High Court Won't Take Case of Ex-Illinois Rep. Aaron Schock

WASHINGTON (AP) - The Supreme Court is declining to get involved in the corruption case against former Illinois congressman Aaron Schock.

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State Week: Minimum Wage Going Up, Pension Payments Going Down

Democrats in the Illinois House approved an increase in the state minimum wage. Assuming Gov. J.B. Pritzker signs the legislation — he's said he will — the rate will gradually climb to $15 perhour in the year 2025;

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Karl Lagerfeld Dies; A High Priest Of High Fashion

Karl Lagerfeld, the German designer who was the artistic director of Chanel and Fendi and also created his own brand, has died in Paris. For years, Lagerfeld sought to obscure his age; he was reportedly 85. Lagerfeld worked with some of fashion's biggest design houses, showing a knack for reinventing classic styles with innovative flourishes. In the process, he brought Fendi to new heights in the 1960s and revamped Chanel after being named that brand's director in the 1980s. Chanel announced...

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Community Events Calendar

Find out about events across central Illinois with Peoria Public Radio's community events calendar

In March, country music star Jason Aldean is playing Madison Square Garden. Tickets sold out in 10 minutes. Fans want to hear his latest No. 1 song, "Take a Little Ride."

Headlines were circulating last week about how, as Slate put it, "almost everybody" is rooting for the San Francisco 49ers over the Baltimore Ravens in Sunday's Super Bowl. Of course, it turns out that what this actually meant was more like "substantially more than half of the area of the country is included within counties in which more people like the 49ers on Facebook than like the Ravens on Facebook."

In response to the growing concern over China's air pollution, a theatrical Chinese entrepreneur is selling cans of fresh air.

Sure, you can go to a Super Bowl party and be That Guy. The one who gleefully lectures the crowd on the merits of running the inverted veer out of the pistol in order to freeze the weak-side backer.

In Afghanistan, there was no sound of music when the Taliban ruled from 1996 to 2001. The Islamist militants destroyed music CDs and instruments and even jailed musicians.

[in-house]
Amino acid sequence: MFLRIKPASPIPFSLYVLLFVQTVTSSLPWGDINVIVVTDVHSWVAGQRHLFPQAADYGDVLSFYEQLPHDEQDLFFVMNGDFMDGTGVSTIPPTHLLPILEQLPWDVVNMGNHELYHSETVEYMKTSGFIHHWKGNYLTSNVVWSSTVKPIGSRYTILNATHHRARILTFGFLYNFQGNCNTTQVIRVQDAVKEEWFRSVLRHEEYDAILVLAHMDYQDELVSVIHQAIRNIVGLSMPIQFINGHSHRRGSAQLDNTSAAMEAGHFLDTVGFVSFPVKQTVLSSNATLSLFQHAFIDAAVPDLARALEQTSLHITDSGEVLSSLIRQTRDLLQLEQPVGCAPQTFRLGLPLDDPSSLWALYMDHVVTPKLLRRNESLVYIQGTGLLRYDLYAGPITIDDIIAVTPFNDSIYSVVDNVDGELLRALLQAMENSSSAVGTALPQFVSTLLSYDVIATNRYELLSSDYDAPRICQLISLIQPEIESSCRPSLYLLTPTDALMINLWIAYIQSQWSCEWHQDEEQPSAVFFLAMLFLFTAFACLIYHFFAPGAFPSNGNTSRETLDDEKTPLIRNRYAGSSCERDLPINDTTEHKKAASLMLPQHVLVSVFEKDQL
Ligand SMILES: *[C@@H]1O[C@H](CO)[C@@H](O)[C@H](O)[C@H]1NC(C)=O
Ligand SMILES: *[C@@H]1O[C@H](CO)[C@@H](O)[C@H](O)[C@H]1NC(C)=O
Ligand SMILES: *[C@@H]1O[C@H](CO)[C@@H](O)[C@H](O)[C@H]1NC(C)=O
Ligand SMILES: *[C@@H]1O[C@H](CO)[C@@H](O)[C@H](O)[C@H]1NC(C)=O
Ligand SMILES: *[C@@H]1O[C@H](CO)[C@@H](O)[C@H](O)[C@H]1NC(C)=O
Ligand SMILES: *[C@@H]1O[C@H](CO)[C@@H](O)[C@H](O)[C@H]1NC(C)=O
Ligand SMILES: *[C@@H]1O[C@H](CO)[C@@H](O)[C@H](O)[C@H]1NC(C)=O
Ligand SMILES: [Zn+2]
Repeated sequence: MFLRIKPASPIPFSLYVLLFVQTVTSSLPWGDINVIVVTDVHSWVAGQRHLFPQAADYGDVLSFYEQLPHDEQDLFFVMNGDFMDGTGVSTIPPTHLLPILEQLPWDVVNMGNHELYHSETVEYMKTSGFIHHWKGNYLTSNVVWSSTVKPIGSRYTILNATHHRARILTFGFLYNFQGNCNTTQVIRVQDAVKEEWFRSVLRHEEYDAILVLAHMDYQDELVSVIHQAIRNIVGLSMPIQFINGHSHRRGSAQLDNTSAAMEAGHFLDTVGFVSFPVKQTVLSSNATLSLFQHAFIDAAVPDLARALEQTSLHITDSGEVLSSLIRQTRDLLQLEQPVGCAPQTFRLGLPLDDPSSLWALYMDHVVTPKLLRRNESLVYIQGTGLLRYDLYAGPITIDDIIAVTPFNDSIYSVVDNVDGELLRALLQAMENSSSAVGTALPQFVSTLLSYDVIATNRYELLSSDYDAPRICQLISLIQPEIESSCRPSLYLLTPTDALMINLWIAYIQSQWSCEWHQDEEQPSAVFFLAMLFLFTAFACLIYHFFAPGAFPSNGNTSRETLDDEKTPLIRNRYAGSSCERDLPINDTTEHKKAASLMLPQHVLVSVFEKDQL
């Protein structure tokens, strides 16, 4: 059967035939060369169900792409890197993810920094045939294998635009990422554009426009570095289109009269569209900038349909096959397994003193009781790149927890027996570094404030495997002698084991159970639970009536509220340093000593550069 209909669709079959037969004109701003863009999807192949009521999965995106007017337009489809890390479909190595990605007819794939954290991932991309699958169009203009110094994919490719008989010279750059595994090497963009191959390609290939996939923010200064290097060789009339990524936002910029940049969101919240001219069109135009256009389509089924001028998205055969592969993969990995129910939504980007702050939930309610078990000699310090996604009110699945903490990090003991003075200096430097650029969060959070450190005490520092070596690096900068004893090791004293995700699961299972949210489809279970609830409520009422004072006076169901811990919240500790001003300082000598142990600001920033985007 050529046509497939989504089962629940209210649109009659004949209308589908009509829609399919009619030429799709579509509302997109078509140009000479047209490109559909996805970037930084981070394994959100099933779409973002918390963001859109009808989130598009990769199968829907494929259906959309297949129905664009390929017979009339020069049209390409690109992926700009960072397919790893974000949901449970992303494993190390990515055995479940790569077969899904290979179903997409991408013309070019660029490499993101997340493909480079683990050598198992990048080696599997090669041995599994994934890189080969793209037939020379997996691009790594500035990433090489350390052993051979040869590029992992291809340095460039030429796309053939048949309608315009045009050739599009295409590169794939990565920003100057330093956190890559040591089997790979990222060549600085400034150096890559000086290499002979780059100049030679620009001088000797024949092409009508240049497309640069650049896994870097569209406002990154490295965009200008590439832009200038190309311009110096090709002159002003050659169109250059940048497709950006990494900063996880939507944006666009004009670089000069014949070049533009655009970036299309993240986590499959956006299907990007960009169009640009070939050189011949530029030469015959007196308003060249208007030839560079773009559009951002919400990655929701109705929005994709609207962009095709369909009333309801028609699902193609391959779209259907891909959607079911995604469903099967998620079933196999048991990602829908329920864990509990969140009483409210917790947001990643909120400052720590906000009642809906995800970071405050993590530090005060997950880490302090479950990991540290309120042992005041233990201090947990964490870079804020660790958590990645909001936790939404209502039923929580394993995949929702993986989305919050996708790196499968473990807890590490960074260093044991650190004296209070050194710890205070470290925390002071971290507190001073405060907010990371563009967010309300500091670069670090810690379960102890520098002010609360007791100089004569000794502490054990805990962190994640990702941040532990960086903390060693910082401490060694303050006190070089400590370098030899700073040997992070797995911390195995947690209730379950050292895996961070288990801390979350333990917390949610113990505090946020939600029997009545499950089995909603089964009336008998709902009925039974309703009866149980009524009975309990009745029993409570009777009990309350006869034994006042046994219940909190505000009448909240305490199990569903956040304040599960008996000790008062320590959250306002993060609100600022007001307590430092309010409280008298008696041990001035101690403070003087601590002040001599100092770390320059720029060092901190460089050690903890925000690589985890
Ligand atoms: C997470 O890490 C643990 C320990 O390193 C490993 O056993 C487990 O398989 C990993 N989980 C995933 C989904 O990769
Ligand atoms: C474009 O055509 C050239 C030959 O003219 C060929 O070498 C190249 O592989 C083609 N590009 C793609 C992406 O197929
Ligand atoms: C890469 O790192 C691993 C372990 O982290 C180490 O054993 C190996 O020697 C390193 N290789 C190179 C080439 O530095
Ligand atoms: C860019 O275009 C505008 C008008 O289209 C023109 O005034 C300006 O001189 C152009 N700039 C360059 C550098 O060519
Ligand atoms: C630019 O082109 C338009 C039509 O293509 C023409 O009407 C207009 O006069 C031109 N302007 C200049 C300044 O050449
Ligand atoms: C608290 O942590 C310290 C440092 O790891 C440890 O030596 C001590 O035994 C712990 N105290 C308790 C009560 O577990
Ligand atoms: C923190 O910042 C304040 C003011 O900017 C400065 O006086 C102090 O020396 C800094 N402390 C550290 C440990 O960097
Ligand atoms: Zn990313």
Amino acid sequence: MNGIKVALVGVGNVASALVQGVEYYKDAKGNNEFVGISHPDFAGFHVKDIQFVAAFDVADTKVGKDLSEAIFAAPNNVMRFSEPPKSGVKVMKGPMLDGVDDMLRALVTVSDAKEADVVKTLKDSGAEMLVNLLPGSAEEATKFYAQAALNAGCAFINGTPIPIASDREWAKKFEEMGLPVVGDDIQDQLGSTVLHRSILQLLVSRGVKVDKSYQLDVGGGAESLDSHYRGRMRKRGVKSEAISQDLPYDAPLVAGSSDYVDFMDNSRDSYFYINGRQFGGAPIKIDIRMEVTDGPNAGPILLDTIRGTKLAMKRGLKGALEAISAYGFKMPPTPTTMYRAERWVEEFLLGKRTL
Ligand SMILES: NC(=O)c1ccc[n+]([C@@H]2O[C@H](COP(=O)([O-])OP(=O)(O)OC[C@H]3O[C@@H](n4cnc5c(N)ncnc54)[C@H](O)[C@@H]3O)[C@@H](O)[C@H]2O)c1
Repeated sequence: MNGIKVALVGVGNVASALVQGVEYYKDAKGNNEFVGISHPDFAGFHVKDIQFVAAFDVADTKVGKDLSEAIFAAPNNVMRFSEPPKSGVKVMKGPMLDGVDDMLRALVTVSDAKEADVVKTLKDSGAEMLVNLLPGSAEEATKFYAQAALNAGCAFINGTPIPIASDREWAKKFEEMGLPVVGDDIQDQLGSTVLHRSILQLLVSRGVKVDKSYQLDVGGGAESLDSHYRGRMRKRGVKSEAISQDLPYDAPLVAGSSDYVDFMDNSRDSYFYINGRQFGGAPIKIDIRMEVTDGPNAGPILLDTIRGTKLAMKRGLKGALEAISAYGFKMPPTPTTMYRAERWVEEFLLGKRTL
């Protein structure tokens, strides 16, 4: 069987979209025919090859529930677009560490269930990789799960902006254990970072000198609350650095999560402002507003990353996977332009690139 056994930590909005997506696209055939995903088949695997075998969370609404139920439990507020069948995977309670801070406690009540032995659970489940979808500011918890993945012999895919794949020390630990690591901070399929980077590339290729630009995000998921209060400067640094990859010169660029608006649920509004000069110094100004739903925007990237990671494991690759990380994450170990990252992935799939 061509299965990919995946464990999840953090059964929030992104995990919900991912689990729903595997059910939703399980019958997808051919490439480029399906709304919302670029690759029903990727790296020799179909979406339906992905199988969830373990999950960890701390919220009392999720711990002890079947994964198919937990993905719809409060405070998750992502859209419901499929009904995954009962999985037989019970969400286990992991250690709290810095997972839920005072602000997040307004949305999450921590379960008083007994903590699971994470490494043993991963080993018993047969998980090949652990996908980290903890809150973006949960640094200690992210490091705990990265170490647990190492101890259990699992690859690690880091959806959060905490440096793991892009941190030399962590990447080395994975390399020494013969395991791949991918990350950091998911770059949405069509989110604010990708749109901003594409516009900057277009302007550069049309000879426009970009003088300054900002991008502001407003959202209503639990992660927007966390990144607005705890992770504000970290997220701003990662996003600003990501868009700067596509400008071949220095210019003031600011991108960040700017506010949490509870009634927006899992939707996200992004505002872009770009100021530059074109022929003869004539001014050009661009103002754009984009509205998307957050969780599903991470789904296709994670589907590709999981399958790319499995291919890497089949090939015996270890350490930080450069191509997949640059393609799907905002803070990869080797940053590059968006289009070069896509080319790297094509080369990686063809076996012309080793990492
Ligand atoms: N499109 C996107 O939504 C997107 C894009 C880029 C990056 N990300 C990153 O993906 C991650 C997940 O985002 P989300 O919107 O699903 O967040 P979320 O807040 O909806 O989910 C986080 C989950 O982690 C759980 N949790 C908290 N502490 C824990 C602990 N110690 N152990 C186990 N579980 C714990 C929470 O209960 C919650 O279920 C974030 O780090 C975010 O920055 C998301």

Today, there are music schools and young Afghans playing in public. And, this weekend, 48 Afghan boys and girls are traveling to the U.S. to perform at Carnegie Hall and the Kennedy Center.

For more than 40 years, Leon Panetta has split his life on two coasts: his home in California and his work in Washington, D.C. It's a career that included 16 years in Congress, stints as White House chief of staff for President Clinton, and as the head of the CIA and the Pentagon under President Obama.

As Panetta prepares to leave his job as defense secretary, he sat down with Rachel Martin, host of Weekend Edition Sunday, to talk about his years in Washington and serving in the Obama administration.

Copyright 2018 NPR. To see more, visit http://www.npr.org/.

LAURA SULLIVAN, HOST:

Americans seeking stem cell replacement therapy hope the process can heal them of myriad diseases, and a 2011 report by the Baker Institute estimated the industry could bring in $16 billion in revenue by 2020.

The New York Times doesn't mince words when it writes, "Wayne Shorter is generally acknowledged to be jazz's greatest living composer."

A radical left-wing group is calling Friday's attack on the U.S. Embassy in Turkey "an act of self-sacrifice" against the U.S. The suicide bombing killed an embassy guard and injured several others.

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